In the words of Neville Cardus, Thomas Walter Hayward “was amongst the most precisely technical and most prolific batsmen of any time in the annals of cricket.” He scored a total of 43,551 first-class runs (36,175 for Surrey - a record second only to that of Sir Jack Hobbs) at an average of 41.79, including 104 centuries and twenty consecutive thousand-run seasons between 1895 and 1914.

Essentially a dominant batsman, Hayward was tall and well built with a military moustache and bearing. Never anything less than correct he could score all round the wicket. His chief strokes were the cut and the off-drive, which was executed so delightfully and with such timing that the ball rarely lifted off the ground.

With both his father and grandfather having represented the county before him, Tom made his Surrey debut in 1893. Five years later he played his greatest innings - 315 not out against Lancashire at The Oval. When he heard that J.T.Brown of Yorkshire had been given a bonus for making a triple-century that very day, Hayward said that he would get out for a hundred for Surrey in future. Luckily he did not keep his word and the following season Tom scored 273 against Yorkshire, sharing in a world record 448 for the fourth wicket with Bobby Abel. That year he averaged 58.82 and passed 2,000 runs for the first time - a feat that he went on to replicate on nine further occasions.

Tom Hayward (left) walks out to bat
with the young Jack Hobbs
His most meritous Test innings also came during that first prolific season when he scored a badly needed 130 against Australia at Old Trafford. Later in the series, at The Oval, he and F.S.Jackson opened England’s account with a stand of 185 to which Hayward contributed 137. In all he played in 35 Test matches between 1895 and 1909, making 1,999 runs at an average of 34.46.

In 1900, the first season of the six-ball over, Tom became the first batsman to pass a thousand runs (1,074 at an average of 97.63) before the end of May. In 1904 he recorded the first of two 3,000-run seasons, scoring 3,170 at a rate of 54.65 per completed innings including eleven centuries; the best of which was his 203 for the Players against the Gentlemen. 1906 was one long purple patch - 3,518 first-class runs at an average of 66.37 and 13 hundreds, including one in each innings in consecutive matches - all in the space of just six days - against Nottinghamshire and Leicestershire.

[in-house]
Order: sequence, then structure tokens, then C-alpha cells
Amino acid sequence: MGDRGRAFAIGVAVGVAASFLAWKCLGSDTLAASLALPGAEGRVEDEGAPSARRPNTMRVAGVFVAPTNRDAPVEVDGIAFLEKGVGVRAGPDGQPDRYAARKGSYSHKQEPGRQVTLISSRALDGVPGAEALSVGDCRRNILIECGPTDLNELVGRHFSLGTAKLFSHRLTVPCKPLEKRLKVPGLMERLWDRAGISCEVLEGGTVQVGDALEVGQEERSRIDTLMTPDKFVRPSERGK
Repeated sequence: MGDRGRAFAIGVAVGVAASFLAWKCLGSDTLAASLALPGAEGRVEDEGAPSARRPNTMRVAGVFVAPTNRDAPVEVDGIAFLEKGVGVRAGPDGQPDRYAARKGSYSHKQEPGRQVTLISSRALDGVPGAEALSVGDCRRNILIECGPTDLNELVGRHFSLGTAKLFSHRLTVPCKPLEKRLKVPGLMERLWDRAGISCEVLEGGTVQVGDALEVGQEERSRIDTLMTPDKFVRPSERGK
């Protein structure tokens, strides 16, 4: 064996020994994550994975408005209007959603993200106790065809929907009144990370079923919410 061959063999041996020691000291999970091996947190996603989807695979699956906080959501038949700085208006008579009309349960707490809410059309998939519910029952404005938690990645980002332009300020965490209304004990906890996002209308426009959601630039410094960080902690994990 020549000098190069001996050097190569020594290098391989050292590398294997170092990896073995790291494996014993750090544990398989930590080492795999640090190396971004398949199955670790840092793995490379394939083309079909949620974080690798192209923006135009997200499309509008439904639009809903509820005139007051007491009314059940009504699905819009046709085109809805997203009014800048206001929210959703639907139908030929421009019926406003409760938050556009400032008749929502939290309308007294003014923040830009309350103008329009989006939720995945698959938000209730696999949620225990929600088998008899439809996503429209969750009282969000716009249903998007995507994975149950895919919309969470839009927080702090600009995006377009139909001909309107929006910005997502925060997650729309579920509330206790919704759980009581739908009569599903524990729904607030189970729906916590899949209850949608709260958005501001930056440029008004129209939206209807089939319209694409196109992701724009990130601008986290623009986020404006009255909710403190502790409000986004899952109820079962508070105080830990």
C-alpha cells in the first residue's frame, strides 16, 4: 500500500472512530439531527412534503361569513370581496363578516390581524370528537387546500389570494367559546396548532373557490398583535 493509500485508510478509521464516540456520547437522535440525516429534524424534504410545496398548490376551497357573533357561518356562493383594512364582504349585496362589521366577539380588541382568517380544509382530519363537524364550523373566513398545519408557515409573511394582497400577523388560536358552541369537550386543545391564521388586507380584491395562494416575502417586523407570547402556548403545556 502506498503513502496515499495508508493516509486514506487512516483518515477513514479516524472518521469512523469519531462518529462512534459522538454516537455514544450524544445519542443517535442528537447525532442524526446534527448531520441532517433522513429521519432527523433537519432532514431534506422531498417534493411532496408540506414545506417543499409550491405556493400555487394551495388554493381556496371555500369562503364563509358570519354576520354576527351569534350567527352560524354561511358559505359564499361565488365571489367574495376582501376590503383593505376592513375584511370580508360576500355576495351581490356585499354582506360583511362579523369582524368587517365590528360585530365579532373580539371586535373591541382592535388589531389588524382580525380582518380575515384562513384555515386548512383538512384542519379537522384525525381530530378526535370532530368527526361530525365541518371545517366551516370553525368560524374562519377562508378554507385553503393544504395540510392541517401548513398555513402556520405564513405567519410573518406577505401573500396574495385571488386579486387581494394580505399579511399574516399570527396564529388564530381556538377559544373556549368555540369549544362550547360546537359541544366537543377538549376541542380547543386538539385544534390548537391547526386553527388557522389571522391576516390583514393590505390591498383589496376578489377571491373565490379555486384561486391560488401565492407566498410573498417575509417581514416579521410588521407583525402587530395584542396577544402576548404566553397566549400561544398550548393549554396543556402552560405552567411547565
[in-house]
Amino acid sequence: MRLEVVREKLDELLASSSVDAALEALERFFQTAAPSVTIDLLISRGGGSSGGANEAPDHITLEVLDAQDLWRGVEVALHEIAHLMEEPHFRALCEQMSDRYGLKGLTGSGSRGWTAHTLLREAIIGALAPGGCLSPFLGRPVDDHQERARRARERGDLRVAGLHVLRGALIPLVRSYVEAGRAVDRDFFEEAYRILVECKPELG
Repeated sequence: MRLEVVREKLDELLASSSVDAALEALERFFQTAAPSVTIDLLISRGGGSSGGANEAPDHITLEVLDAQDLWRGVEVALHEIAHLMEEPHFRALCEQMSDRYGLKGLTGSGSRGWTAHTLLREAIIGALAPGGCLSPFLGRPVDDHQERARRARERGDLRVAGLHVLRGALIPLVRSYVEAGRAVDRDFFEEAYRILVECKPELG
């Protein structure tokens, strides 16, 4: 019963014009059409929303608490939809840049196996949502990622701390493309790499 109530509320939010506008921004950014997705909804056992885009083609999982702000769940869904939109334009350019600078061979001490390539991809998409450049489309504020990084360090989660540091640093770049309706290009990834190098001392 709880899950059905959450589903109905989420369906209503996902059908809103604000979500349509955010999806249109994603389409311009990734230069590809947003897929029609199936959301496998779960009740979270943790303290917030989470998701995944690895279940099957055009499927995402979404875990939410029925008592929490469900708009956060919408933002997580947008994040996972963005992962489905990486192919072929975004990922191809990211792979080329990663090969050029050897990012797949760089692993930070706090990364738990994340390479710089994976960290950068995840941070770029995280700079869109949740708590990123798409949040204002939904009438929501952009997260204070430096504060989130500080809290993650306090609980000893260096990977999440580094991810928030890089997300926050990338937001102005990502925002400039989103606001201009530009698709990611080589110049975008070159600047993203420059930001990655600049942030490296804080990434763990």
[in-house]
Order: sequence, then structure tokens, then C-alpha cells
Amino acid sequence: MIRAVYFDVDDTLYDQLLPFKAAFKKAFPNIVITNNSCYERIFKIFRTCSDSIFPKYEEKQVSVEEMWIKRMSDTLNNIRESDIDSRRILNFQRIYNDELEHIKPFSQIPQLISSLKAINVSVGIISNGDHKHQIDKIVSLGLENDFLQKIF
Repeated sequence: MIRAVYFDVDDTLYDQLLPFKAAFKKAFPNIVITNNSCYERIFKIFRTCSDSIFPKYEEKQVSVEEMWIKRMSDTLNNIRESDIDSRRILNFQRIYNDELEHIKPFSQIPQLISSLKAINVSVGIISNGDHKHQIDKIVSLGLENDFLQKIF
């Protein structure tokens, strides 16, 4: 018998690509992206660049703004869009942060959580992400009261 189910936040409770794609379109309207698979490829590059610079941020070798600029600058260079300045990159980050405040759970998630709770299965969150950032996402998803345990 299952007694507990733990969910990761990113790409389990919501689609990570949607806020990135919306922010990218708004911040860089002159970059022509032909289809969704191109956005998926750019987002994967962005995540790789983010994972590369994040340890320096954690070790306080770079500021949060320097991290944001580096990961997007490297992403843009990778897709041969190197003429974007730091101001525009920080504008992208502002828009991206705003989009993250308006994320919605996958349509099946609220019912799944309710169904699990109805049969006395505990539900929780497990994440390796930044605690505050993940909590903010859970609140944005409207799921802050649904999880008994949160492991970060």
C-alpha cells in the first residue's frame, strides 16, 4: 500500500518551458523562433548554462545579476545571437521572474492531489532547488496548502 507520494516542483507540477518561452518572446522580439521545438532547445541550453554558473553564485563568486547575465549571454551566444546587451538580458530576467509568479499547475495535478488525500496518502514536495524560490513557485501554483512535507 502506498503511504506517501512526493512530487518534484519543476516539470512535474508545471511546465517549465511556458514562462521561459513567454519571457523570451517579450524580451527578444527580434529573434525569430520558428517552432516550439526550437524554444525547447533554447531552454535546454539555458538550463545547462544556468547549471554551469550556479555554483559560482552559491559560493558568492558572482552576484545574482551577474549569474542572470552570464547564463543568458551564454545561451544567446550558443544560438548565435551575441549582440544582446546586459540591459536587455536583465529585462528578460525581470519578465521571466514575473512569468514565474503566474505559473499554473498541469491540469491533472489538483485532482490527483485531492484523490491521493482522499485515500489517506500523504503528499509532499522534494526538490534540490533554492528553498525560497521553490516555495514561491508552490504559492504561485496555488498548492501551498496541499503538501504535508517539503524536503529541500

Partnered by Jack Hobbs in 1907 he shared in four century opening partnerships for Surrey in the course of a week. In June 1913 Hayward became the first batsman since W.G.Grace to make a hundred hundreds - his hundredth being earned as hard as any for he was struck a number of times. He went on to make two more centuries that season and two more the following year when Surrey won the

championship. 116 against Yorkshire at Lord’s - where Surrey played two matches during the early weeks of the War - was his 104th and last.

Whilst Hayward is sure of a lasting place among England’s great batsmen, it is not generally known that he enjoyed a certain amount of success as a medium-pace off-break bowler. In 1897 he took 114 wickets at an average of 18.18 in addition to scoring 1,368 runs with the bat and, in 1899, he twice performed the hat-trick.

Growing heavy on his feet and slow in the field, he did not return to the game after the First World War. Tom chose, instead, to return to Cambridge where he acted as University coach and groundsman at Fenner’s. One of his many pupils was R.C.Robertson-Glasgow who wrote: “Only once did we persuade him into pads and, then, for about five minutes he showed enough to remind us of his greatness.”